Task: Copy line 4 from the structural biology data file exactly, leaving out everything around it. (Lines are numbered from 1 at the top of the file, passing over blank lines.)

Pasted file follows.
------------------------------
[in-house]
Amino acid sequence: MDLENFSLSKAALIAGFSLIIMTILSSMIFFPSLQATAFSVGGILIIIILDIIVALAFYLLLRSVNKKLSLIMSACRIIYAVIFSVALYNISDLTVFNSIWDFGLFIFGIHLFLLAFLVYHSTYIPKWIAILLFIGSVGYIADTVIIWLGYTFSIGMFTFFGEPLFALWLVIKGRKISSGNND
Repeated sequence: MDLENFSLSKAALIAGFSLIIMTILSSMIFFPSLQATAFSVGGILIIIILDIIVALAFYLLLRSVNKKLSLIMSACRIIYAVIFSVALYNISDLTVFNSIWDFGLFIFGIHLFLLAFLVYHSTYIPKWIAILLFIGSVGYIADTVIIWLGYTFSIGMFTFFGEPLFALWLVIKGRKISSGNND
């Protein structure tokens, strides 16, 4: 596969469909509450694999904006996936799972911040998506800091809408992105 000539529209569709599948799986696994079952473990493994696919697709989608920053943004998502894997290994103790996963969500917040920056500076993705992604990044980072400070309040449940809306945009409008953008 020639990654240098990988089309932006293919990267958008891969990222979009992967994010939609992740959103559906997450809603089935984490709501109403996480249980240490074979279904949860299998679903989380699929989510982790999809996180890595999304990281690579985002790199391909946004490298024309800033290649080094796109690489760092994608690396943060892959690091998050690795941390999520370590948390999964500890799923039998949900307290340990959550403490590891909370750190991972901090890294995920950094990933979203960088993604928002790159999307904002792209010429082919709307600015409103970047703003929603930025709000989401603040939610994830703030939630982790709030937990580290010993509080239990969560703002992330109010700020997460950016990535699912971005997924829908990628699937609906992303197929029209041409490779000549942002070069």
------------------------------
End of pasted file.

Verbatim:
């Protein structure tokens, strides 16, 4: 596969469909509450694999904006996936799972911040998506800091809408992105 000539529209569709599948799986696994079952473990493994696919697709989608920053943004998502894997290994103790996963969500917040920056500076993705992604990044980072400070309040449940809306945009409008953008 020639990654240098990988089309932006293919990267958008891969990222979009992967994010939609992740959103559906997450809603089935984490709501109403996480249980240490074979279904949860299998679903989380699929989510982790999809996180890595999304990281690579985002790199391909946004490298024309800033290649080094796109690489760092994608690396943060892959690091998050690795941390999520370590948390999964500890799923039998949900307290340990959550403490590891909370750190991972901090890294995920950094990933979203960088993604928002790159999307904002792209010429082919709307600015409103970047703003929603930025709000989401603040939610994830703030939630982790709030937990580290010993509080239990969560703002992330109010700020997460950016990535699912971005997924829908990628699937609906992303197929029209041409490779000549942002070069």